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Scalp Ringworm (Tinea Capitis)

By Denise M. Aaron, MD, Assistant Professor of Surgery; Staff Physician, Dartmouth-Hitchcock Medical Center; Veterans Administration Medical Center, White River Junction

Scalp ringworm is a dermatophyte (fungal) infection of the scalp.

  • Symptoms of tinea capitis include a dry patch of scale, a patch of hair loss, or both on the scalp.

  • Doctors base the diagnosis on an examination of the scalp and samples taken from the scalp.

  • Treatment includes antifungal drugs taken by mouth and, for children, antifungal cream and selenium sulfide shampoo.

Tinea capitis is a type of dermatophytosis. In the United States, tinea capitis is primarily caused by Trichophyton. Tinea capitis is highly contagious and is common among children.


Tinea capitis may cause a dry scaly rash that may be somewhat itchy, a patch of hair loss (alopecia), or both. One type of fungus causes "black dot" ringworm, in which hair shafts break at the scalp surface. Another type of fungus causes "gray patch" ringworm, in which hair shafts break above the surface, leaving short stubs. Tinea capitis may sometimes cause flaking that resembles dandruff.


A dermatophyte infection occasionally causes a kerion, which is a large, painful, inflamed, swollen patch on the scalp that sometimes oozes pus. A kerion may have blisters and crusting and can look like an abscess (a pocket of pus). A kerion is caused by an immune system reaction to the fungus and may result in scarring hair loss.


  • A doctor's examination of the skin

  • Examination of plucked hairs or scale from the scalp

  • Sometimes a Wood light examination and sometimes culture

Tinea capitis is diagnosed by its appearance and the results of an examination of a sample of plucked hairs or of hairs and scale from the scalp. Doctors examine the samples under a microscope.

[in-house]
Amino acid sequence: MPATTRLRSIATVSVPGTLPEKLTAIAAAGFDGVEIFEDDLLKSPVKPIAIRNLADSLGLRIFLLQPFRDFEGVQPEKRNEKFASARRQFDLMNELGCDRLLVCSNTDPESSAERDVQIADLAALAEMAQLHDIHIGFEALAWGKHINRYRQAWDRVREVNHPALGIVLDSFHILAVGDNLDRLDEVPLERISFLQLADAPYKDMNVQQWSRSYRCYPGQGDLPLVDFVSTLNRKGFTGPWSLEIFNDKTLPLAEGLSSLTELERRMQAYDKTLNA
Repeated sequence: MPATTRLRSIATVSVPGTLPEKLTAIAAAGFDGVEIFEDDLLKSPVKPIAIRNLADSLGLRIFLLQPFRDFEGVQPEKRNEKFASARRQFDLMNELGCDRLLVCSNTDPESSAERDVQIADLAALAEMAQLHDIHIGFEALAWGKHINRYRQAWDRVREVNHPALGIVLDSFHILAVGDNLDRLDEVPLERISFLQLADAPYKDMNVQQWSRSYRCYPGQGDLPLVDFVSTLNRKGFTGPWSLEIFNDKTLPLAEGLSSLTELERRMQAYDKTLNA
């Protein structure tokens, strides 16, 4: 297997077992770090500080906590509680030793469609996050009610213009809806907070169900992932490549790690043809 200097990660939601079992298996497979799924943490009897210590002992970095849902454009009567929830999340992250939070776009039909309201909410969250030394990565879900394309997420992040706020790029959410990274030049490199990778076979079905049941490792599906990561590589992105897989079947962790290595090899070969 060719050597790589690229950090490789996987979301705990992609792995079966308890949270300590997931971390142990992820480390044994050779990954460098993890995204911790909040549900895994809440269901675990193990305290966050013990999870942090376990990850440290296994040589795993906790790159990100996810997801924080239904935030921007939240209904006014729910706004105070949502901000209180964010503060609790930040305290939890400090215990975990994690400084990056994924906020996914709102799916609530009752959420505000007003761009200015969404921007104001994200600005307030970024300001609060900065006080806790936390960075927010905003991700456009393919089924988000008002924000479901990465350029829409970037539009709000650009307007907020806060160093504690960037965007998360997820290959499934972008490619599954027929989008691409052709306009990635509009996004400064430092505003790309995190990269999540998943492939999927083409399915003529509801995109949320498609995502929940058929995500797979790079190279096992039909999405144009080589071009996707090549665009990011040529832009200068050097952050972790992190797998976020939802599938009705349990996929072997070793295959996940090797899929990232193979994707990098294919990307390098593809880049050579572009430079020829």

Sometimes a type of ultraviolet light (called a Wood light) is shined on the scalp to distinguish the type of fungus.

Doctors may also do a culture (the process of growing an organism in a laboratory for identification) of the samples or of material taken from a kerion.


  • Antifungal drugs taken by mouth

  • In children, antifungal cream and selenium sulfide shampoo

  • Sometimes prednisone

In children, treatment of tinea capitis involves an antifungal drug called griseofulvin taken by mouth for 4 to 6 weeks. Terbinafine is an alternative drug for children.

An antifungal cream should be applied to the scalp to prevent spread, especially to other children, until the tinea capitis is cured. Prescription-strength selenium sulfide shampoo should also be used at least twice a week. Children may attend school during treatment.

In adults, tinea capitis treatment is with the antifungal drug terbinafine or itraconazole taken by mouth. How long treatment is needed depends on the drug used.

For severely inflamed areas and for a kerion, doctors may prescribe a short course of a corticosteroid such as prednisone taken by mouth to lessen symptoms and perhaps reduce the chance of scarring.

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